Published: June 14, 2022
CINCINNATI, OHIO — On June 8, Cowan’s, a Hindman Company, offered a compact sale of 244 lots comprising the frontier firearms from the lifetime collection of Larry Ness of Yankton, S.D.
Assembled over the course of nearly 50 years, the collection was one of the most comprehensive offerings of Native American used and related frontier era arms to ever come to market, and the sale offered a rare opportunity to acquire some of the most desirable firearms from American history.
The sale contained firearms from the Battle of the Little Big Horn, including a Winchester 1st Model 1876 rifle attributed to Sitting Bull. It more than doubled its high estimate to sell for $132,000, including buyer’s premium. The rifle came with extensive documentation supporting the attribution to Sitting Bull (circa 1831-1890). The rifle was supposedly recovered from Sitting Bull’s cabin on the day that he was killed (December 15, 1890) during a botched arrest attempt by US Indian Police. With other weapons recovered the same day it was turned in to Standing Rock Reservation Indian Agent Major James McLaughlin (1842-1923). All of these documents were included with the rifle.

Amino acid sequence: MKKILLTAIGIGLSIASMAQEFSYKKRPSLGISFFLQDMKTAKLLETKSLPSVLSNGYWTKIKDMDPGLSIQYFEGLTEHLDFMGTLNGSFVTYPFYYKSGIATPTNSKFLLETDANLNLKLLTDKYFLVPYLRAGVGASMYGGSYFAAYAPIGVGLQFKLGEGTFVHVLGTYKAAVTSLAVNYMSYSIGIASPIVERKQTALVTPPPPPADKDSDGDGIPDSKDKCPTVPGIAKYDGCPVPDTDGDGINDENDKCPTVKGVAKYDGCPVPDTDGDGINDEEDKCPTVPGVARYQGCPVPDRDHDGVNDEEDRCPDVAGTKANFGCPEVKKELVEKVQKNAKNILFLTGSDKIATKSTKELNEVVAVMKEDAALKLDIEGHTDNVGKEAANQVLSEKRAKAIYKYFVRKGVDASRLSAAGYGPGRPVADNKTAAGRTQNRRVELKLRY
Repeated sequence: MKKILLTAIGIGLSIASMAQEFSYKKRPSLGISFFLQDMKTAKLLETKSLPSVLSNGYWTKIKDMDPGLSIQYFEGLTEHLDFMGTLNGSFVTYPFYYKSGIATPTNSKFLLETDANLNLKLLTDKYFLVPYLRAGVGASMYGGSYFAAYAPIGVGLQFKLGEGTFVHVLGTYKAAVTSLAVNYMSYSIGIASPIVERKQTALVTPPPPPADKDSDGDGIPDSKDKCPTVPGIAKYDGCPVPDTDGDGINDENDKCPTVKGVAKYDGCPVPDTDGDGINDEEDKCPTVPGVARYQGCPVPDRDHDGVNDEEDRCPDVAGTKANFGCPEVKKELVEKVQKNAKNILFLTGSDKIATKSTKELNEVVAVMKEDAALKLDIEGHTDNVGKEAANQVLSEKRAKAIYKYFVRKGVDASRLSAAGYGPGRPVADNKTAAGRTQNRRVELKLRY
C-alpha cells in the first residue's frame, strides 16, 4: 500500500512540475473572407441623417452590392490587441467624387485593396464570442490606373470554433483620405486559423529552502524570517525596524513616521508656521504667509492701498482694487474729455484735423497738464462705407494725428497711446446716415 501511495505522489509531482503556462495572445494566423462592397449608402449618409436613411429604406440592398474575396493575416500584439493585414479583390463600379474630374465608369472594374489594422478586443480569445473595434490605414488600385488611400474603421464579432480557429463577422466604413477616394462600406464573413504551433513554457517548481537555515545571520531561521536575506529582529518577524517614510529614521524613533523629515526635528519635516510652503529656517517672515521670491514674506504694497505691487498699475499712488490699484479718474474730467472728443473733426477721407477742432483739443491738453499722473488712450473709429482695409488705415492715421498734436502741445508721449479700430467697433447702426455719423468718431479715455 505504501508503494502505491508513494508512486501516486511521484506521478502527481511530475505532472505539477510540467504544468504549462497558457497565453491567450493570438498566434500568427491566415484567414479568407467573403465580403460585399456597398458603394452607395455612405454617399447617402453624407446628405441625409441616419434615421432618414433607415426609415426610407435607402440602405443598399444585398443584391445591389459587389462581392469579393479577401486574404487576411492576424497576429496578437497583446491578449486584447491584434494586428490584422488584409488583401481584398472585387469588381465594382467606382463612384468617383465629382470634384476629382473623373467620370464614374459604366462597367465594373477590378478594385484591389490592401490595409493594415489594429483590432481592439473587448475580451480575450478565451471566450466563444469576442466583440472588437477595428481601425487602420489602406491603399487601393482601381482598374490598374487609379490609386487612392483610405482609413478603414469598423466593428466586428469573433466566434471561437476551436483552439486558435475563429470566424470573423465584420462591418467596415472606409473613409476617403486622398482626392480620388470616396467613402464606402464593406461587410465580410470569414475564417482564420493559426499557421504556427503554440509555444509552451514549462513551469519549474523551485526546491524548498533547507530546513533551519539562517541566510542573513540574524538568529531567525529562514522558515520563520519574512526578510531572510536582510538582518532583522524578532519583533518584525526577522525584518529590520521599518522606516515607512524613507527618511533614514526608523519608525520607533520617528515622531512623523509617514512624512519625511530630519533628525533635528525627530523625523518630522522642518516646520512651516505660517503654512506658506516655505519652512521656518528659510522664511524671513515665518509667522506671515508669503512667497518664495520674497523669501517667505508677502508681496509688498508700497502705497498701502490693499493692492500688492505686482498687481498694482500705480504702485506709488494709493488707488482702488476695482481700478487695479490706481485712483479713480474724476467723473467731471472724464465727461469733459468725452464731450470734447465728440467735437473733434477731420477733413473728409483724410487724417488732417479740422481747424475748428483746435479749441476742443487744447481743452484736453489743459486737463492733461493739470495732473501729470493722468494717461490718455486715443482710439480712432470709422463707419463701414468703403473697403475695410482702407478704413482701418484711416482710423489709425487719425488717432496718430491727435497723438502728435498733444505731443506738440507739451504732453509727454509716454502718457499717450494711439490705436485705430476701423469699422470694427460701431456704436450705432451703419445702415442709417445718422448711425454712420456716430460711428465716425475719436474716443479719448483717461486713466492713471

The firearm itself sported a 28-inch octagonal barrel with full magazine and bore serial number 3536. Manufactured circa 1877, it had a blued finish, smooth, straight-gripped walnut stock with crescent butt plate and smooth forend. Its barrel was marked in two lines forward of the rear sight: “Winchesters-Repeating-Arms New Haven, Ct/King’s-Improvement-Patented-March 29, 1866. October 16, 1860.” The upper receiver tang was marked “Model 1876” and the serial number was on the lower tang. That number places this gun at the very end of the 1st Model “open top” Model 1876 production.
Watch for a full review of this sale in an upcoming issue.
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